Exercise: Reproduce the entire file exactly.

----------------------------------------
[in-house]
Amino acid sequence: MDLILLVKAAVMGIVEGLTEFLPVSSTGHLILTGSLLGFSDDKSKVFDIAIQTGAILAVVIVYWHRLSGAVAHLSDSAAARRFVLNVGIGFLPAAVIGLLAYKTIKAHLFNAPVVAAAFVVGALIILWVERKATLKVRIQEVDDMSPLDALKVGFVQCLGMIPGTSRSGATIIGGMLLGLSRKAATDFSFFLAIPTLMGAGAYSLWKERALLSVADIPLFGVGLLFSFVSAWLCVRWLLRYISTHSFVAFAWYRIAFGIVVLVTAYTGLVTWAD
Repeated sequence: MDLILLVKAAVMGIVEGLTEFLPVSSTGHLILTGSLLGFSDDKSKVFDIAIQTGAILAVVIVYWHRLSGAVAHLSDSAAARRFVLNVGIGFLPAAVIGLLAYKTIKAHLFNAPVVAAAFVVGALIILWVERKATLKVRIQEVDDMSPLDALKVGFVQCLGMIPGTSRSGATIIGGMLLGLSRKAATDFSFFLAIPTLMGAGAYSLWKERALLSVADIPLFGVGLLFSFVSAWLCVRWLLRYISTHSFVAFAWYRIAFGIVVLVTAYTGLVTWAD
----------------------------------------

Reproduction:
[in-house]
Amino acid sequence: MDLILLVKAAVMGIVEGLTEFLPVSSTGHLILTGSLLGFSDDKSKVFDIAIQTGAILAVVIVYWHRLSGAVAHLSDSAAARRFVLNVGIGFLPAAVIGLLAYKTIKAHLFNAPVVAAAFVVGALIILWVERKATLKVRIQEVDDMSPLDALKVGFVQCLGMIPGTSRSGATIIGGMLLGLSRKAATDFSFFLAIPTLMGAGAYSLWKERALLSVADIPLFGVGLLFSFVSAWLCVRWLLRYISTHSFVAFAWYRIAFGIVVLVTAYTGLVTWAD
Repeated sequence: MDLILLVKAAVMGIVEGLTEFLPVSSTGHLILTGSLLGFSDDKSKVFDIAIQTGAILAVVIVYWHRLSGAVAHLSDSAAARRFVLNVGIGFLPAAVIGLLAYKTIKAHLFNAPVVAAAFVVGALIILWVERKATLKVRIQEVDDMSPLDALKVGFVQCLGMIPGTSRSGATIIGGMLLGLSRKAATDFSFFLAIPTLMGAGAYSLWKERALLSVADIPLFGVGLLFSFVSAWLCVRWLLRYISTHSFVAFAWYRIAFGIVVLVTAYTGLVTWAD